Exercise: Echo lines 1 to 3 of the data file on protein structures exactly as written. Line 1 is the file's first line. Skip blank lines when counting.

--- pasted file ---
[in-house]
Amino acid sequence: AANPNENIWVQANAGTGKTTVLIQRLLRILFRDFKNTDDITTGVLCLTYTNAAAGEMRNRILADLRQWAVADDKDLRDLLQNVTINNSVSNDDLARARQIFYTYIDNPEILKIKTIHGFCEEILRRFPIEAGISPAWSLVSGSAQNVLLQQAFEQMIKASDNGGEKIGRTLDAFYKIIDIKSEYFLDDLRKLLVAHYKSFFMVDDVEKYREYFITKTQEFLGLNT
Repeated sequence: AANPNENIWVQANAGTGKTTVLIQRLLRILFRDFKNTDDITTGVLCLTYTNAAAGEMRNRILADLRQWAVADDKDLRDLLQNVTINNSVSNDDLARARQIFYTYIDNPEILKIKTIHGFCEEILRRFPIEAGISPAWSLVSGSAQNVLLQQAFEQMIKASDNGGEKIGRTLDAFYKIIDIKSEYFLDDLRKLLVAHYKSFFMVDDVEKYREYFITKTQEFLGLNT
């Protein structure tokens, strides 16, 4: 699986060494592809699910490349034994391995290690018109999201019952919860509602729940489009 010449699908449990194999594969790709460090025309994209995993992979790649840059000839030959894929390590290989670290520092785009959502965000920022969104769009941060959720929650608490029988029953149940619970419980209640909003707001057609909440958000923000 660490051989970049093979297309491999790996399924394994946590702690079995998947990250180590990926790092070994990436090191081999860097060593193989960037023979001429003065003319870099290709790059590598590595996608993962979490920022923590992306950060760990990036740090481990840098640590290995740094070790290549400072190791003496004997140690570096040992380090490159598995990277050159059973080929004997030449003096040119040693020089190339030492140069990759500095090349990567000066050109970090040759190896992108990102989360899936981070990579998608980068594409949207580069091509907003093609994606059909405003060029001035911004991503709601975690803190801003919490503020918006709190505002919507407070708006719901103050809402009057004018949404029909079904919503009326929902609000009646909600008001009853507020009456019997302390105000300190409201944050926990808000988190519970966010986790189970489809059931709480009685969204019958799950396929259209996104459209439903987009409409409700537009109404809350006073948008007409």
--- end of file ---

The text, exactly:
[in-house]
Amino acid sequence: AANPNENIWVQANAGTGKTTVLIQRLLRILFRDFKNTDDITTGVLCLTYTNAAAGEMRNRILADLRQWAVADDKDLRDLLQNVTINNSVSNDDLARARQIFYTYIDNPEILKIKTIHGFCEEILRRFPIEAGISPAWSLVSGSAQNVLLQQAFEQMIKASDNGGEKIGRTLDAFYKIIDIKSEYFLDDLRKLLVAHYKSFFMVDDVEKYREYFITKTQEFLGLNT
Repeated sequence: AANPNENIWVQANAGTGKTTVLIQRLLRILFRDFKNTDDITTGVLCLTYTNAAAGEMRNRILADLRQWAVADDKDLRDLLQNVTINNSVSNDDLARARQIFYTYIDNPEILKIKTIHGFCEEILRRFPIEAGISPAWSLVSGSAQNVLLQQAFEQMIKASDNGGEKIGRTLDAFYKIIDIKSEYFLDDLRKLLVAHYKSFFMVDDVEKYREYFITKTQEFLGLNT